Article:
This past week, there was "the fight of the century" in boxing, a bout between Mayweather and Pacquiao. I heard many commentators in the media say that watching and paying to watch the fight was supporting Mayweather's domestic violence and misogynistic attitude towards women. The commentators with this perspective were encouraging people to not watch the fight, and not give money to support that. The funny thing is, WE DO THAT ALL THE TIME. We unkowningly support things we disagree with by how we operate as consumers. We even KNOWINGLY support things we disagree with in the name of convenience and comfort. We do things we don't really want to do, which sounds a lot like a scripture passage.
Romans 7 has always been an impactful passage of scripture for me. It reminds me that biblical heroes like Paul had similar struggles to mine. He obviously had a habit of doing things he really didn’t want to do. He says it’s not really him that does it, but “sin that lives within me.” What does Paul mean by that phrase? I'm not sure we can totally decipher exactly what he meant when he wrote it (or had it written), but I think I have an idea what it could mean for us today as USAmerican Christians.
As I try to live my life as a follower of Christ, I encounter a huge problem that I can’t escape. Much like the one Paul describes in Romans 7 saying, “Who will save me from this body of death?” Here's the issue: the taxes I pay to the government support things and pay for activities that I don't agree with. Also, many of the products I buy fund companies, directly or indirectly, that have policies and activities I don't agree with. In addition, my parents and the culture I live in, have influenced, shaped and formed, my thinking and habits to perpetually do things in ways that benefit oppressive systems--sin. Much of this happens without much active participation on my part. These types of issues are almost inescapable.
The bits and pieces of "Empire" (read as "oppressive systems") that pervade my thinking and living are "dwelling within" me. I cannot escape where my money goes when I pay taxes or buy certain goods. I can try, but it is near impossible to completely eradicate it. "Who will rescue me from this body of death?" (Romans 7:24).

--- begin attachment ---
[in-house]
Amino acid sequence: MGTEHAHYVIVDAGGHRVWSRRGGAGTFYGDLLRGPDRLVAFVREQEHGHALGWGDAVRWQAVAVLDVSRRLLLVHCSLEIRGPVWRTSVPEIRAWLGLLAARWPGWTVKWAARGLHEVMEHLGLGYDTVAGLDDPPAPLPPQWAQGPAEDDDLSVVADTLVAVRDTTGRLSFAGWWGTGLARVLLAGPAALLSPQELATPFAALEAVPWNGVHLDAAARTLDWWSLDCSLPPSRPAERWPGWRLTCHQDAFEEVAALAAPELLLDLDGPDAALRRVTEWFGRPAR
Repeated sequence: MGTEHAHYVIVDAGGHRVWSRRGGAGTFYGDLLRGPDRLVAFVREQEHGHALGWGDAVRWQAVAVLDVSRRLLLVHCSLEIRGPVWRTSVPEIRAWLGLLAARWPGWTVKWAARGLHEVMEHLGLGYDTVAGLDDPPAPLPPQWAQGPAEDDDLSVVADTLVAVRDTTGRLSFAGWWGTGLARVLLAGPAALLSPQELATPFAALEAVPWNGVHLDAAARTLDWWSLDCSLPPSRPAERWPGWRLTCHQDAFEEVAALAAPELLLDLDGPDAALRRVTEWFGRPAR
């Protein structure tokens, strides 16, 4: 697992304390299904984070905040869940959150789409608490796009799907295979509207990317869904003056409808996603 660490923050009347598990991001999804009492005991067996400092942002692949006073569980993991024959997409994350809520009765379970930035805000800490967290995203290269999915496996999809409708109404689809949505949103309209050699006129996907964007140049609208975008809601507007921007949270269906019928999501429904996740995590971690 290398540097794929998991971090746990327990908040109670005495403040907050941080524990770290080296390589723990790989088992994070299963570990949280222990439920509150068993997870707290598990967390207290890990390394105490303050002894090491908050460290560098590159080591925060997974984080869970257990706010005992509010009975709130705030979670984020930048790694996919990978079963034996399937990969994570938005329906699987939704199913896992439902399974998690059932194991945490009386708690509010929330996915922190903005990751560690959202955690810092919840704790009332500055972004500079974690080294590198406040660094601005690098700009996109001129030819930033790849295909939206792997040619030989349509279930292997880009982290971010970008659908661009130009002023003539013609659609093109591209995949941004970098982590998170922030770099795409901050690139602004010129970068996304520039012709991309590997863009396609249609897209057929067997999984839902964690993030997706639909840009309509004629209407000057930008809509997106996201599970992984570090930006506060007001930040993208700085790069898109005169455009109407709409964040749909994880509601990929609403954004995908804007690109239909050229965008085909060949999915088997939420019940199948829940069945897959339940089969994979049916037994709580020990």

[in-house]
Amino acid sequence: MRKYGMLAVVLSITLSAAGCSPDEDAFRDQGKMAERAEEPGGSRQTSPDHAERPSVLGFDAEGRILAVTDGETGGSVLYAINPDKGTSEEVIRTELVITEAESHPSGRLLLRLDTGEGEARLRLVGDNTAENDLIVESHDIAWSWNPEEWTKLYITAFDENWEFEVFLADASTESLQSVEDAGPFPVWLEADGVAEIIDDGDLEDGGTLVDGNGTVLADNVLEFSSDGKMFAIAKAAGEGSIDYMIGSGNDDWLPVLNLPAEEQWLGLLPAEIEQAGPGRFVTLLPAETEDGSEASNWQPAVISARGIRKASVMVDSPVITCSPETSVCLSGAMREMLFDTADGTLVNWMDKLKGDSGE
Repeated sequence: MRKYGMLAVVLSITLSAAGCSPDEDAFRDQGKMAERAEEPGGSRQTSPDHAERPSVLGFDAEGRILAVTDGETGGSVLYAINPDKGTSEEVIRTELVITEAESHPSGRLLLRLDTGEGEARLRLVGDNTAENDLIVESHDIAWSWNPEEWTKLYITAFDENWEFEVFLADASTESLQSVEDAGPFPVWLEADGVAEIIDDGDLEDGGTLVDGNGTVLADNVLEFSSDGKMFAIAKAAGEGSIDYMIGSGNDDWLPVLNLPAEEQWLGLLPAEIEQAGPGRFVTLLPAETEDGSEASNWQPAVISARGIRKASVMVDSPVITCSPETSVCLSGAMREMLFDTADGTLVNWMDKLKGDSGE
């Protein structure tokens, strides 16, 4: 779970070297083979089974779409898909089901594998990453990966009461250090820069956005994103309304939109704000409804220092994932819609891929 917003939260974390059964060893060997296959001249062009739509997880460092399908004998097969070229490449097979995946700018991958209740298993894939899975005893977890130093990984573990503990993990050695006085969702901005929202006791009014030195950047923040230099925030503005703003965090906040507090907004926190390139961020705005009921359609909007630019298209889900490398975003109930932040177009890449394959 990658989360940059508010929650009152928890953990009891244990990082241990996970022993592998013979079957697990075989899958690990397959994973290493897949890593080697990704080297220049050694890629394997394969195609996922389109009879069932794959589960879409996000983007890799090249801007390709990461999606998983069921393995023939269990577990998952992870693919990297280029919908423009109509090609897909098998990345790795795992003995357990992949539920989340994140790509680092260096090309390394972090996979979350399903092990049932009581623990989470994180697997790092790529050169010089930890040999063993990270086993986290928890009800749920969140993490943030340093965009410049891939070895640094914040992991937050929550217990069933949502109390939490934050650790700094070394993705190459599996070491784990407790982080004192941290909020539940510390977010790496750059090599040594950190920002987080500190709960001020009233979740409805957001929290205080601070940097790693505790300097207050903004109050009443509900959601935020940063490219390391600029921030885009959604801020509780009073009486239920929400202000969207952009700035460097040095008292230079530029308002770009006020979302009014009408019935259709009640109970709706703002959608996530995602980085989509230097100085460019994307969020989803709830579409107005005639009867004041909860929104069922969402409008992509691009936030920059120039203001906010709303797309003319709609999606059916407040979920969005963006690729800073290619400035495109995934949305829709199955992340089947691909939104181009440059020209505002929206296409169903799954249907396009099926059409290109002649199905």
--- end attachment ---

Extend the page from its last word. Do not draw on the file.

Paul's answer, "Thanks be to God who delivers me through Jesus Christ." He then goes on to write Romans 8, speaking of "Life in the Spirit." God delivers us from the oppressive systems, even though we still participate with and benefit from them. We are to live "Life in the Spirit" instead of "in the flesh." I'm proposing that "life in the flesh" and "the sin that lives within me" are not only the temptations we face on a personal level, but the ways our culture/society has shaped us into patterns of behaving and thinking that are contrary to the Kingdom of God. What then, are we to do?
Consider yourselves dead to sin, but alive in Christ.
Surrender your power to the power of Christ.
One day, the Kingdom of God will be fully embodied on earth. It has already begun in Christ and The Church.
The Empire employs a divide and conquer strategy, keeping us focused on arguing and fighting each other instead of the systems of control that oppress us: white vs. black, rich vs. poor, Christian vs. Muslim, gay vs. straight, red vs. blue, liberal vs. conservative, Democrat vs. Republican, etc. Anything to keep the machine of oppression going under our noses. Or, The Empire keeps us focused on anything but its oppressive ways. Perhaps interpreting scripture to keep you focused on your personal temptations, and accusing you. This is why reading Romans 7 with this slight difference is eye-opening.
Is the U.S.A. a bad evil empire? No, not completely. Is the U.S.A. a perfect country? No, not completely. There are a lot of good things about our country, and I'm glad I live here. We may even be the least of evils, a place that is still full of hope for those seeking a better life. But don't be fooled to thinking that we've reached the promised land. Corruption is rampant. Who/what is to blame? Greed, Hubris, Abuse of Power, Selfishness, etc.
But the fruit of the Spirit is: Love, Joy, Peace, Patience, Kindness, Generosity, Gentleness, Faithfulness, and Self-Control.
[There are a couple of things that have converged to make me think about this scripture in terms that are political rather than spiritual. In the past, I always thought of it as a spiritual-only type of statement, but it’s much more real and tangible and holistic than that. I recently heard premiere Old Testament Scholar Dr. Walter Brueggemann speak about ideas from his books Out of Babylon and The Prophetic Imagination. The host of the lectures was Word of Life Church in St. Joseph, MO, whose pastor, Brian Zahnd, also spoke. I recently read Brian’s book, A Farewell to Mars. Both Brueggemann and Zahnd point out the political nature of the New Testament. That is a document portraying a rebellion against the principalities and powers of oppression The Roman Empire (and the Hebrew Bible would contain stuff characterized as Babylon). Also, I am preaching through the first chapters of the Book of Acts, which basically tells the story of the beginnings of this rebellion against the principalities and powers. All of these different things caused me to reflect differently on this passage.]
I am a Software Developer, a career shift made in 2018. So far, I have experience with C# .Net and Angular. I continue to let curiosity lead me into learning new technologies. I plan to share what I learn along the way about technology and personal/career life. Previously, my vocation was United Methodist pastor. So in addition to coding, I'll share about theology, the Church and The Bible. I also enjoy running, music, and I'm a deeply committed father and husband. Maybe my experiences will help you. I know it helps me to share.